"He deserves it," Shields said. "One of the best things about Joe, and I think the reason why we've been to the playoffs three of the last four years is he knows how to put 25 guys together and really gel. No matter how much talent you have, how much money you spend as an organization, you still have to have that good chemistry. And I think he brings a lot of that to the table."

Joe Smith can be reached at

AL manager

of the year (points)

1. Joe Maddon,

Tampa Bay Rays (133)

2. Jim Leyland,

Detroit Tigers (54)

3. Ron Washington,

Texas Rangers (31)

4. Manny Acta,

Cleveland Indians (16)

5. Joe Girardi,

New York Yankees ( 14)

6. Mike Scioscia,

Los Angeles Angels

of Anaheim (4)


Multiple winners

Managers who have won the AL award at least twice:

Manager Awards

Tony La Russa 3 (1983, 1988, 1992) plus one in NL

Sparky Anderson 2 (1984, 1987)

Buck Showalter-x 2 (1994, 2004)

Lou Piniella 2 (1995, 2001) plus one in NL

Joe Torre 2 (1996*, 1998)

Mike Scioscia-x 2 (2002, 2009)

Joe Maddon-x 2 (2008, 2011)

* Shared award with Johnny Oates. x-Active

Tampa Bay Rays manager Joe Maddon named American League manager of the year 11/16/11 [Last modified: Wednesday, November 16, 2011 10:55pm]
Photo reprints | Article reprints

© 2017 Tampa Bay Times


Join the discussion: Click to view comments, add yours

  1. Longest home run at Trop and Erasmo Ramirez's pitching doom Rays (w/video)

    The Heater

    ST. PETERSBURG — Kevin Kiermaier returned. The problem was, so did Erasmo Ramirez.

    Seattle Mariners first baseman Yonder Alonso (10) scores on the double by Seattle Mariners designated hitter Nelson Cruz (23) in the first inning of the game between the Seattle Mariners and the Tampa Bay Rays at Tropicana Field in St. Petersburg, Fla. on Friday, August 18, 2017.
  2. Rays journal: Kevin Kiermaier returns, Mallex Smith sent to Triple A

    The Heater

    ST. PETERSBURG — It didn't take CF Kevin Kiermaier long to make his presence felt during his return Friday to the Rays lineup. Kiermaier pretended to have Mariners DH Nelson Cruz's first-inning line drive lined up even as the ball went past him to his right and to the wall.

    Tampa Bay Rays center fielder Kevin Kiermaier (39) flies out in the first inning of the game between the Seattle Mariners and the Tampa Bay Rays at Tropicana Field in St. Petersburg, Fla. on Friday, August 18, 2017.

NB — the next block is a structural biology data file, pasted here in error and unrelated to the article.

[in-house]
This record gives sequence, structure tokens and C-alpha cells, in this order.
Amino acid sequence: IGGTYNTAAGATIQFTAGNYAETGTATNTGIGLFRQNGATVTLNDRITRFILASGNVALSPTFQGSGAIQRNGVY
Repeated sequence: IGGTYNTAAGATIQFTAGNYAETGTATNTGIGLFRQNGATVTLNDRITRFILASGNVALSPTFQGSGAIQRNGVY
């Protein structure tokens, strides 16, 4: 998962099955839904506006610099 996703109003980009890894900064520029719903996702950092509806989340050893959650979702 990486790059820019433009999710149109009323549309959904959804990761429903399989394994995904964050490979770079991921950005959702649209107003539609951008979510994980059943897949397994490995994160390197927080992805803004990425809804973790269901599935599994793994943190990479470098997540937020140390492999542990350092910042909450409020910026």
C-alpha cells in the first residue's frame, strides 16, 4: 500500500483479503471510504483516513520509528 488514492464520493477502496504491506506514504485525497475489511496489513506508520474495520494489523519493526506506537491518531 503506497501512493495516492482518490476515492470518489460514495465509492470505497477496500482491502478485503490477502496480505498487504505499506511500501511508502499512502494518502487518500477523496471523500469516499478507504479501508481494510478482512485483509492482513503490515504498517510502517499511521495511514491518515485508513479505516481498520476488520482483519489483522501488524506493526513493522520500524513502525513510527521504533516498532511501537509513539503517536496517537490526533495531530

3. Rays vs. Mariners, 6:10 p.m. Saturday, Tropicana Field

    The Heater

    Tonight: vs. Mariners

    6:10, Tropicana Field

    TV/radio: Fox Sports Sun; 620-AM, 680-AM (Spanish)

    This is a 2017 photo of Jake Odorizzi of the Tampa Bay Rays baseball team. This image reflects the 2017 active roster as of Saturday, Feb. 18, 2017 when this image was taken. (AP Photo/David Goldman)
  4. Bucs journal: Starting defense disappointed holding Jags to 1 rushing yard


    JACKSONVILLE — The Bucs' starting defense held the Jaguars to a total of 1 rushing yard on seven carries in the first half of Thursday's 12-8 preseason win.

    And its members were disappointed.

    Jacksonville Jaguars running back T.J. Yeldon (24) is thrown for a 1-yard loss as he is stopped by Tampa Bay Buccaneers linebacker Lavonte David (54) and defensive end Robert Ayers (91) during the first half of an NFL preseason football game, Thursday, Aug. 17, 2017, in Jacksonville, Fla. (AP Photo/John Raoux) JVS102
  5. Jameis Winston's hardest lesson: He can't always save the day


    TAMPA — Ever wonder what in the world goes through Jameis Winston's mind when he tries to fit the ball in a keyhole as he is being dragged to the turf like he was during Thursday night's 12-8 preseason win over the Jaguars?

    Jameis Winston, left, tries to hang on to the ball as Jaguars defensive end Dante Fowler tries to strip it from him.